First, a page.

Born in Philadelphia, Mark Connelly completed a masters degree in Creative Writing from the University of Wisconsin-Milwaukee, where he received a Ph.D in English. His books include The Diminished Self: Orwell and the Loss of Freedom, Orwell and Gissing, Deadly Closets: The Fiction of Charles Jackson, and several college textbooks. He currently teaches literature and film in Milwaukee, where he is the Vice-President of the Irish Cultural and Heritage Center of Wisconsin.
His latest book is The IRA on Film and Television.
You can visit his website at www.theiraonfilmandtelevision.com.
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Q: Thank you so much for this interview, Mark! Can you tell us where you are from?
I was born in Philadelphia, grew up in New Jersey, and now live in Milwaukee, where I teach literature and film.
Q: How did you come up with your title?
The title: The IRA on Film and Television was selected by the publisher McFarland to be descriptive.
The cover, designed by McFarland, shows a still from Ken Loach’s 2006 film The Wind That Shakes the Barley which follows the creation of the IRA during the Irish War of Independence and its role in the Civil War that followed. The film was praised in the United States but led British critics to ask why Loach hated his own country.
Q: Can you tell us something about your book that would make me run out and buy it?
Anyone who is Irish or anyone who is fascinated by the interplay of film and politics would find this book interesting. The Irish Republican Army has been a feature of Irish life for over a century. Although a small underground organization with no global agenda, it has captured the attention of filmmakers in three countries. Over eighty motion pictures and major television shows (Hawaii Five-O, Columbo, Law and Order, Boardwalk Empire) have included IRA plots and characters. Acclaimed filmmakers such as Neil Jordan, John Ford, Carol Reed, John Frankenheimer, and David Lean have directed movies about the IRA. A vast array of major stars — James Mason, Brad Pitt, John Mills, Anthony Hopkins, Richard Gere, Robert Mitchum, James Cagney and Dirk Bogarde — have portrayed IRA figures. The films include documentaries, psychological dramas, action movies, Nazi propaganda, even a spaghetti Western.
Q: Are there any messages in this book that you want the reader to know about?
I think a quote by Joan Dean best sums up not only this book but much about our age:
History is no longer written by the victors. History is written by the filmmakers.
Q: What was your most favorite chapter to write and why?
I really had two favorite chapters: “American Angles” examines the role Americans played in both creating the IRA and shaping its cinematic image. Few Americans have heard of the Fenians, the Irish American Union and Confederate veterans who invaded Canada in 1867 to prompt the British to withdraw from Ireland.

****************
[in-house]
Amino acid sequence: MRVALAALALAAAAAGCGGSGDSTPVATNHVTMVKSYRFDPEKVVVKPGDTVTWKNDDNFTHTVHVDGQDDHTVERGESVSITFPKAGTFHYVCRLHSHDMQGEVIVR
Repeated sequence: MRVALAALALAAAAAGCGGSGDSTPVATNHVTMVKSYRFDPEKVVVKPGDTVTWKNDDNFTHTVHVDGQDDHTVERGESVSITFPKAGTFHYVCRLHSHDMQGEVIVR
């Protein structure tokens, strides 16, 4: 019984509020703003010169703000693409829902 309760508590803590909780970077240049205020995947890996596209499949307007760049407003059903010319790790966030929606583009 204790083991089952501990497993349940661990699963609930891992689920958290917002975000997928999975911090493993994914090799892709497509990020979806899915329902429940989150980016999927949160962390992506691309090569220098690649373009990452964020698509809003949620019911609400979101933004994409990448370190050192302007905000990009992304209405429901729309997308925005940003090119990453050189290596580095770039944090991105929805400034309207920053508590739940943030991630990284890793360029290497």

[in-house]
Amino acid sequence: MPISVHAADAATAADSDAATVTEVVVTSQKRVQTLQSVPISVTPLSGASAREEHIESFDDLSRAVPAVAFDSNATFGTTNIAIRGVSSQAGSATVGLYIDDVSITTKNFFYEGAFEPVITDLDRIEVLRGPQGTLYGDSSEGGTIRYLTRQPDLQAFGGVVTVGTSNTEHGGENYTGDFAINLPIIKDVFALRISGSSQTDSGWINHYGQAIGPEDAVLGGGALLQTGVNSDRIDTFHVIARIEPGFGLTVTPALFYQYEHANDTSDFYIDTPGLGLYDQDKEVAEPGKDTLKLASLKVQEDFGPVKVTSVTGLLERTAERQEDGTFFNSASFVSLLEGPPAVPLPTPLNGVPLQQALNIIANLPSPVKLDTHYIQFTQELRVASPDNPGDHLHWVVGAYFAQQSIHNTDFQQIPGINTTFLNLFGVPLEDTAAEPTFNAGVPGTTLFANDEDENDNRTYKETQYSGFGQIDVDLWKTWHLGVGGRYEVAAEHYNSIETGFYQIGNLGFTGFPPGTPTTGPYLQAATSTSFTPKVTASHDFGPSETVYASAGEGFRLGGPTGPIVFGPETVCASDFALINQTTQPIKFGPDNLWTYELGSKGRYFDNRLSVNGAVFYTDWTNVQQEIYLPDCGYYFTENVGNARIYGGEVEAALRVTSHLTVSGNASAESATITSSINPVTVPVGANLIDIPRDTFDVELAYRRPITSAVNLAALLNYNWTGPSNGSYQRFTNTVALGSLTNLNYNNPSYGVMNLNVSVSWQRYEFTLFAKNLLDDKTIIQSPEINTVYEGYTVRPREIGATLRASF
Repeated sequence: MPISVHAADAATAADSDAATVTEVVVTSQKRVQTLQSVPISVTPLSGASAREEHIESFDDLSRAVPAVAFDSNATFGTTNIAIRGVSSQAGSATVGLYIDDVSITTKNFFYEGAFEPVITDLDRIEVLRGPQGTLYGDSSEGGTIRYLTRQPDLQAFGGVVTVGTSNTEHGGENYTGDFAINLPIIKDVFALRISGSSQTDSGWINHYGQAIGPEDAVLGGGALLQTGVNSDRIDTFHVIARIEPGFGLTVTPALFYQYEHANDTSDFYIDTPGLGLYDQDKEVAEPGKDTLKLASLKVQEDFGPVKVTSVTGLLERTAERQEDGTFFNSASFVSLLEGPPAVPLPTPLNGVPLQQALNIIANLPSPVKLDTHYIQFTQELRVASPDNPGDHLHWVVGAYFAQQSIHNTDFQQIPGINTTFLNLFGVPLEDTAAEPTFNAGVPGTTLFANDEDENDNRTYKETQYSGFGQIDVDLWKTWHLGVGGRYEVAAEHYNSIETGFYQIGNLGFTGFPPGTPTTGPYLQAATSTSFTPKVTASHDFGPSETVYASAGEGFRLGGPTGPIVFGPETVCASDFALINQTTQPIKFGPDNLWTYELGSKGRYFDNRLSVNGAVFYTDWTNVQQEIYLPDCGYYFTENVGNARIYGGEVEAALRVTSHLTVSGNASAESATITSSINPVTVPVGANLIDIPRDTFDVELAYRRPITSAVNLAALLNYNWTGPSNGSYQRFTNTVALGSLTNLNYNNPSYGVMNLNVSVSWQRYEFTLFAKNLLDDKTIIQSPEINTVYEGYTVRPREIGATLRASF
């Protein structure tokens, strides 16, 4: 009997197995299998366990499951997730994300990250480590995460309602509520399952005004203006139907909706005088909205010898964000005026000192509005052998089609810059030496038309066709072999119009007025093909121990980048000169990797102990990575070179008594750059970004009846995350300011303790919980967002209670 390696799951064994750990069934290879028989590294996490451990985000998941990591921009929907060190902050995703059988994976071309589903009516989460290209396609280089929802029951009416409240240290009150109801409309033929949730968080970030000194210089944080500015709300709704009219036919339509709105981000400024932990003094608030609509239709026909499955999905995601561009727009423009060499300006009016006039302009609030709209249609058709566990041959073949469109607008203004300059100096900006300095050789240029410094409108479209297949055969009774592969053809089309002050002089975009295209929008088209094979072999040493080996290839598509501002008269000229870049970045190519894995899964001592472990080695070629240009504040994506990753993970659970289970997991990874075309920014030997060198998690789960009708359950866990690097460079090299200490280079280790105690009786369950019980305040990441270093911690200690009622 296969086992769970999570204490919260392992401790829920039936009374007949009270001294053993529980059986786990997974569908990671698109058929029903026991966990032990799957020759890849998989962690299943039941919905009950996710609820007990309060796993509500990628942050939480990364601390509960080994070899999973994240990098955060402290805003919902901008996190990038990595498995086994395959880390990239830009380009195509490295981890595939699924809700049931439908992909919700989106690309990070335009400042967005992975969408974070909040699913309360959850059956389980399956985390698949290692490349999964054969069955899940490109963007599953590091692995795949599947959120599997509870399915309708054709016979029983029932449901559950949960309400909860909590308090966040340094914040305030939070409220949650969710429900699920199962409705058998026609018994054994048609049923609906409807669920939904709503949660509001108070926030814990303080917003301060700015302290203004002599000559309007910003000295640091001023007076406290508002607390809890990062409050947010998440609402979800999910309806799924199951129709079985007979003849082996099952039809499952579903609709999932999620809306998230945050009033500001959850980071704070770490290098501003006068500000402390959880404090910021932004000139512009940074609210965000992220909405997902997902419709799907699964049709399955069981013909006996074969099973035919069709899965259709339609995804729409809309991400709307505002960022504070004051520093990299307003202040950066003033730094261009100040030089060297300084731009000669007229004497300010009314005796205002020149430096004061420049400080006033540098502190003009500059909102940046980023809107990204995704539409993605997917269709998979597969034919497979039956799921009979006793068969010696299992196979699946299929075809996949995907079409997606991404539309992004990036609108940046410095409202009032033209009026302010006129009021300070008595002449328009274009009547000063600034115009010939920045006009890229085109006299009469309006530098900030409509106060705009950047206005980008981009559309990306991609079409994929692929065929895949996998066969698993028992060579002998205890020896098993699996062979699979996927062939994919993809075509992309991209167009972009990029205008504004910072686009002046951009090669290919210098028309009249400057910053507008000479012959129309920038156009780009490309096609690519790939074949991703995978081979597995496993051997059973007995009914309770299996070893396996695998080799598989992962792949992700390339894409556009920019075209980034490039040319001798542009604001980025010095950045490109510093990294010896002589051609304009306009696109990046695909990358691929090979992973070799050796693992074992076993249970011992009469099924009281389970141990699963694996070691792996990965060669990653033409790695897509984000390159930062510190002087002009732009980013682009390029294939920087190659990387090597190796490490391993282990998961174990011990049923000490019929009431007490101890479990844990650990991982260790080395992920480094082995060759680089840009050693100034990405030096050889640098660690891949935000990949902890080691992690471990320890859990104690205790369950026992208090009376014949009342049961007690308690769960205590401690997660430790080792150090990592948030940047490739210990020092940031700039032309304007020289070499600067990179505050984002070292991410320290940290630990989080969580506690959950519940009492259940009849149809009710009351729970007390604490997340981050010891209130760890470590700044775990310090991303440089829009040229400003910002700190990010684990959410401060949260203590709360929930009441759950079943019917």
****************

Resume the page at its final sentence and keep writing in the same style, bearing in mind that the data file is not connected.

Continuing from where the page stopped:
“The Shamrock and the Swastika” analyzes the way filmmakers exploited the IRA’s tenuous relationship with the Nazis during World War II. Although the IRA had limited contact with the Germans, films have exaggerated the connection for both dramatic and political purposes.
Q: Why did you feel you had to write this book?
I was first interested in the IRA when I was eleven or twelve and saw The Night Fighters with Robert Mitchum. I had never heard of the Irish Republican Army or understood why the Irish were fighting the English in WWII. After studying history and political science in college and graduate school, I became intrigued by the role motion pictures play in shaping public opinion. Once I began collecting IRA films, I was amazed by the sheer number of motion pictures about a political movement in one of Europe’s smallest nations. I felt compelled to explore the way film has shaped the world’s impression of a conflict many have heard of but few understand.
Q: If you could travel anywhere in the world, where would it be and why?
Would love to find the site of my family’s village in County Monaghan, an area depopulated by the Famine.
Q: Are you a morning person or a night person?
I start writing at five am fueled by hot coffee and cold Diet Coke.
Q: Last but not least, the magic genie has granted you one wish. What would that be?
Erasing a $16 trillion national debt would be a wish that would benefit us all.
Q: Thank you so much for this interview! Do you have any final words?
Motion pictures by their nature have difficulty exploring complex political issues. If filmmakers have failed to capture the true nature of the Irish conflict, they have created an archetypal figure. Like the American outlaw, the Irish rebel can be cast as hero, victim, or villain.
Anyone wishing to learn more about the book should visit the website: